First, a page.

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The Vine That Ate the South
by J. D. Wilkes




Overview -

Wilkes' debut is a rich and heartfelt yarn that resonates as deeply as his music. --Kirkus Reviews

With the energy, wit, and singularity of vision that have earned him a reputation as a celebrated and charismatic musician, The Vine That Ate the South announces J.D. Wilkes as an accomplished storyteller on a surreal, Homeric voyage that strikes at the very heart of American mythology.

In a forgotten corner of western Kentucky lies a haunted forest referred to locally as The Deadening, where vampire cults roam wild and time is immaterial. Our protagonist and his accomplice--the one and only, Carver Canute--set out down the Old Spur Line in search of the legendary Kudzu House, where an old couple is purported to have been swallowed whole by a hungry vine. Their quest leads them face to face with albino panthers, Great Dane-riding girls, protective property owners, and just about every American folk-demon ever, while forcing the protagonist to finally take stock of his relationship with his father and the man's mysterious disappearance.

The Vine That Ate the South is a mesmerizing fantasia where Wilkes ambitiously grapples with the contradictions of the contemporary American South while subversively considering how well we know our own family and friends.

It's a relentlessly fun novel, the literary equivalent of a country-punk album that grabs you and refuses to let go. Wilkes has a perfect ear for the dialect of Kentucky, and his writing is so bright, you can almost see every abandoned shack, every kudzu-covered tree. Sure, it's bizarre, and at points almost gleefully obscene, but it's undeniably one of the smartest, most original Southern Gothic novels to come along in years. --NPR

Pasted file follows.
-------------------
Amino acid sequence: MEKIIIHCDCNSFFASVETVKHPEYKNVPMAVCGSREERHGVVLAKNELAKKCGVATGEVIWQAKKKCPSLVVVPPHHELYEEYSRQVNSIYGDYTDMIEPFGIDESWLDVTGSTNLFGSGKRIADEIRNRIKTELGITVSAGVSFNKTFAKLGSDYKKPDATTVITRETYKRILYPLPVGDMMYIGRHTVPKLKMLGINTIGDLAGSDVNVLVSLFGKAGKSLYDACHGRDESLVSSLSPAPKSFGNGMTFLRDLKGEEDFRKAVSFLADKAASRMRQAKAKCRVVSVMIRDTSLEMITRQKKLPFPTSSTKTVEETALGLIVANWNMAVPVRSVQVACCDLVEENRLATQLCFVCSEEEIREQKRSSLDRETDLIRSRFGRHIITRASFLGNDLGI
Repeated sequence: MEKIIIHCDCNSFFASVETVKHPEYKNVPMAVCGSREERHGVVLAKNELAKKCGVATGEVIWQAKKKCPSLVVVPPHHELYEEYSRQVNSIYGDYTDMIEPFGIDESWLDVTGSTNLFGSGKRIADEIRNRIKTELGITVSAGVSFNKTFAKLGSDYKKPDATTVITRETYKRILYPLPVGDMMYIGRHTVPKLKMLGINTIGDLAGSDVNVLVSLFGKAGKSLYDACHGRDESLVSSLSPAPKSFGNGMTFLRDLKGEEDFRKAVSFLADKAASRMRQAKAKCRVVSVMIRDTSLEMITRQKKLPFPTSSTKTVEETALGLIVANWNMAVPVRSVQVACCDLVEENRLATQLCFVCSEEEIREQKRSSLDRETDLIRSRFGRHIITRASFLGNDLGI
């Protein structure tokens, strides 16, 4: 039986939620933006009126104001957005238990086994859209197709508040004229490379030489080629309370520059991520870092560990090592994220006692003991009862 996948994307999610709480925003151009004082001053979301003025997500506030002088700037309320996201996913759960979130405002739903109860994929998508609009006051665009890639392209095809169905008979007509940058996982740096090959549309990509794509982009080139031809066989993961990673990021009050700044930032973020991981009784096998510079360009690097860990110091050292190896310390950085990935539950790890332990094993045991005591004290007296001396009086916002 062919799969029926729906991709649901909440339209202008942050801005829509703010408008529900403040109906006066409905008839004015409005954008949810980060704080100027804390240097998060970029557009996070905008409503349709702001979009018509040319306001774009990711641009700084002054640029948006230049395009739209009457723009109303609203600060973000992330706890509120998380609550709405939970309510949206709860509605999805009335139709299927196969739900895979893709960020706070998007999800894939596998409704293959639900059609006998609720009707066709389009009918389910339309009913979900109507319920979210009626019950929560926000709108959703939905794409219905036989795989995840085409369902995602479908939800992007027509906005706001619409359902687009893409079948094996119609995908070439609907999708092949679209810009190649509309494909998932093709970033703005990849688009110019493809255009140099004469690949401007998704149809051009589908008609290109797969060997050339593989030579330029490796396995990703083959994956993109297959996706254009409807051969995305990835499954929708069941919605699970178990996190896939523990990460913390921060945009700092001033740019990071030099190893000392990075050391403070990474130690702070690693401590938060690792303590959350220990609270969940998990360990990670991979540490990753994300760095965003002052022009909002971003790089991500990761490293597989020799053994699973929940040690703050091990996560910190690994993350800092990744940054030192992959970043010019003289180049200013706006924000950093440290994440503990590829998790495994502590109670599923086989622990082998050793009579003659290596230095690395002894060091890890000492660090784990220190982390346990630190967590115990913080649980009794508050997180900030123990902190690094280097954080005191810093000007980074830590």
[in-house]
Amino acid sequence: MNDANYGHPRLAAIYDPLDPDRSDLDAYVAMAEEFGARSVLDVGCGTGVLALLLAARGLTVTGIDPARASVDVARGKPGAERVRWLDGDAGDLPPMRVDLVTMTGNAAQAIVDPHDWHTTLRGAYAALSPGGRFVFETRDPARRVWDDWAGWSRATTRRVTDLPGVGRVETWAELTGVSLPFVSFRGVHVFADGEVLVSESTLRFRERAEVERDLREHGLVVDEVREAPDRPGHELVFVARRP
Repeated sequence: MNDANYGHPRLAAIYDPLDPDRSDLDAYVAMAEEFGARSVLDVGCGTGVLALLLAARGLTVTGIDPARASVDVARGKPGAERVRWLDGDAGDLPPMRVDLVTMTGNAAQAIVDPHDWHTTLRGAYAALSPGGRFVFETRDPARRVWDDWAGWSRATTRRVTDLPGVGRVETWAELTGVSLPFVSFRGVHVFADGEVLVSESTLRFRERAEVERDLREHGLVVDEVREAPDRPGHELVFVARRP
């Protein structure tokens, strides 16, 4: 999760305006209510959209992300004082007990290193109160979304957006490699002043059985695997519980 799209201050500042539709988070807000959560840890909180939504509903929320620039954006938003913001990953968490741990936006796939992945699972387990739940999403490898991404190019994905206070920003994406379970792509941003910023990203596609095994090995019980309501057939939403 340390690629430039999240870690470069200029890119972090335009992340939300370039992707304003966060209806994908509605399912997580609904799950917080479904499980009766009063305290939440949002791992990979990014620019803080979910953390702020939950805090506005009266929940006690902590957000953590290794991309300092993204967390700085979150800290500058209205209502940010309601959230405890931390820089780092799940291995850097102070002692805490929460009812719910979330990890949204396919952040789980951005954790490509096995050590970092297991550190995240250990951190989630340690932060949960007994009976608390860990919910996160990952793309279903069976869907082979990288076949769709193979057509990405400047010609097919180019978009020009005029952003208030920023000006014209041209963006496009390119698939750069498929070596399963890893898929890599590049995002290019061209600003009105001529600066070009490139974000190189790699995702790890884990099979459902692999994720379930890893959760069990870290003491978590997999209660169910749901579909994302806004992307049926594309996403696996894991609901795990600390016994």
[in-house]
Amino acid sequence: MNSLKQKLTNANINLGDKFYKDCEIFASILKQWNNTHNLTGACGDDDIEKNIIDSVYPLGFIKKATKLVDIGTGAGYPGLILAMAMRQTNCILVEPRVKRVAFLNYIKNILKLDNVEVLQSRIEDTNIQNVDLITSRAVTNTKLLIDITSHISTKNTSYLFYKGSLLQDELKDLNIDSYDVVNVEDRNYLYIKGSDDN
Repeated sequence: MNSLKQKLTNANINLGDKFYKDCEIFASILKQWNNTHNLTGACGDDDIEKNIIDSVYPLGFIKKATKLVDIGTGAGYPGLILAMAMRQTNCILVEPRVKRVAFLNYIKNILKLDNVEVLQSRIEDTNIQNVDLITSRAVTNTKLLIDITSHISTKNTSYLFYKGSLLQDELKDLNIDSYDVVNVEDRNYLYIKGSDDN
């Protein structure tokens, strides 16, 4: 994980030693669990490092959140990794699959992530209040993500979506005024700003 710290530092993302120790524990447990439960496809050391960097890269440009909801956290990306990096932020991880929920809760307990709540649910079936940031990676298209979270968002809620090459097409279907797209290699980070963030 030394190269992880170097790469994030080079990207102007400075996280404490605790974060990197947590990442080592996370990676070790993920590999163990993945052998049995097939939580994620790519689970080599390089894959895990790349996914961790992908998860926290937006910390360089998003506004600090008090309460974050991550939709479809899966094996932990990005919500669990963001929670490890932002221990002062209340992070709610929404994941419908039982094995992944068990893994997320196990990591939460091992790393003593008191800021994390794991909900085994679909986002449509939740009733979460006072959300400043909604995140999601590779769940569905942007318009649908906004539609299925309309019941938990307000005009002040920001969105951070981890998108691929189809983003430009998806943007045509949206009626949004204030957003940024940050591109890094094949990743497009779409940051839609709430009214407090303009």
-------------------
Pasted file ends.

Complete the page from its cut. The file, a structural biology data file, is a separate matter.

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More About The Vine That Ate the South by J. D. Wilkes

 
 
 

Overview

Wilkes' debut is a rich and heartfelt yarn that resonates as deeply as his music. --Kirkus Reviews

With the energy, wit, and singularity of vision that have earned him a reputation as a celebrated and charismatic musician, The Vine That Ate the South announces J.D. Wilkes as an accomplished storyteller on a surreal, Homeric voyage that strikes at the very heart of American mythology.

In a forgotten corner of western Kentucky lies a haunted forest referred to locally as The Deadening, where vampire cults roam wild and time is immaterial. Our protagonist and his accomplice--the one and only, Carver Canute--set out down the Old Spur Line in search of the legendary Kudzu House, where an old couple is purported to have been swallowed whole by a hungry vine. Their quest leads them face to face with albino panthers, Great Dane-riding girls, protective property owners, and just about every American folk-demon ever, while forcing the protagonist to finally take stock of his relationship with his father and the man's mysterious disappearance.

The Vine That Ate the South is a mesmerizing fantasia where Wilkes ambitiously grapples with the contradictions of the contemporary American South while subversively considering how well we know our own family and friends.

It's a relentlessly fun novel, the literary equivalent of a country-punk album that grabs you and refuses to let go. Wilkes has a perfect ear for the dialect of Kentucky, and his writing is so bright, you can almost see every abandoned shack, every kudzu-covered tree. Sure, it's bizarre, and at points almost gleefully obscene, but it's undeniably one of the smartest, most original Southern Gothic novels to come along in years. --NPR


 

Details

  • ISBN-13: 9781937512552
  • ISBN-10: 193751255X
  • Publisher: Two Dollar Radio
  • Publish Date: March 2017
  • Page Count: 218
  • Dimensions: 7.4 x 5.6 x 0.8 inches
  • Shipping Weight: 0.6 pounds


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